There are four reasons for this, starting with weight. Depending on the model, the 86 can be more than 600 lbs lighter than the new Supra, this having to do with its less complex configuration. The steering feels better as well, more responsive and with a lower ratio that requires less input.
Obviously, you can't have this conversation without the manual gearbox. Toyota recently released sales numbers that showed only about a quarter of 86ers have the three-pedal setup. Was that just an excuse for the auto-only Supra. Many people think so.
Car enthusiasts need to have that involvement, and together with the steering and the weight, you get the feeling that the new Supra wasn't made for them. But at the end of the day, didn't Toyota partner with a luxury automaker, not Lotus or McLaren? Finally, there's visibility, which there's more of in the 86. Jason suggests that Subaru is to thank for this, like almost everything that's good about the Toyobaru project.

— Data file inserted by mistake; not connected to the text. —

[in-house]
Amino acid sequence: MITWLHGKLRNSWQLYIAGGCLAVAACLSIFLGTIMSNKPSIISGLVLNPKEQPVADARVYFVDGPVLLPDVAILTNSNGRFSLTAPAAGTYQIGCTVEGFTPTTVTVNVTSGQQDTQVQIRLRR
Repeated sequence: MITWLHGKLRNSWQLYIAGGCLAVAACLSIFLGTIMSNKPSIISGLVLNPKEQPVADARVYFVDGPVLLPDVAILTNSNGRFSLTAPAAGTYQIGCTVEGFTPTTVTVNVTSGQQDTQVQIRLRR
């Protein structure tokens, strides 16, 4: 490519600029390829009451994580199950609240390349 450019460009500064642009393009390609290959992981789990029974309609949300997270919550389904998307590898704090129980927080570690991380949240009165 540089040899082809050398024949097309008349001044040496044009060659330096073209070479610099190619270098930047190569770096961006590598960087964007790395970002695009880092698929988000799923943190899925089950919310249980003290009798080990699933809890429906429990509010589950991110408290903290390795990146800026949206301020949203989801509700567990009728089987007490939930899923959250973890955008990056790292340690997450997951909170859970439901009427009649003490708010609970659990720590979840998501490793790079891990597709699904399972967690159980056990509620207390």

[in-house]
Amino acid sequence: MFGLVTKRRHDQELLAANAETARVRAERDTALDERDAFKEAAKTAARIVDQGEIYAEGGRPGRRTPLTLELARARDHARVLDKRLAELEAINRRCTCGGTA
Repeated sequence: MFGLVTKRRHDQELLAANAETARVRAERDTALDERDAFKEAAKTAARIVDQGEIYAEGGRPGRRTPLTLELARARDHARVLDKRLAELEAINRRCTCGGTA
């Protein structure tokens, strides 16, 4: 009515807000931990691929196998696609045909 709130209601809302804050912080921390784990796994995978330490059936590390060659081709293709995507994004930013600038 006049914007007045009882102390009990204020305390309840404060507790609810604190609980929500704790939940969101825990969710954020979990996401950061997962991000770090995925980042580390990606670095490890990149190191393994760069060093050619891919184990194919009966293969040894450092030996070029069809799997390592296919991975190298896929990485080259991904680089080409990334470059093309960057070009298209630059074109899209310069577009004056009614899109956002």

Now, while the press brought up a number of complaints with the Supra, especially regarding the lack of power with BMW's engine, it doesn't automatically mean the sports car won't be successful. That's up to the attention-hungry enthusiasts to vote on… with their money. But considering this reviewer owns an S2000, his opinion might be more relevant than most.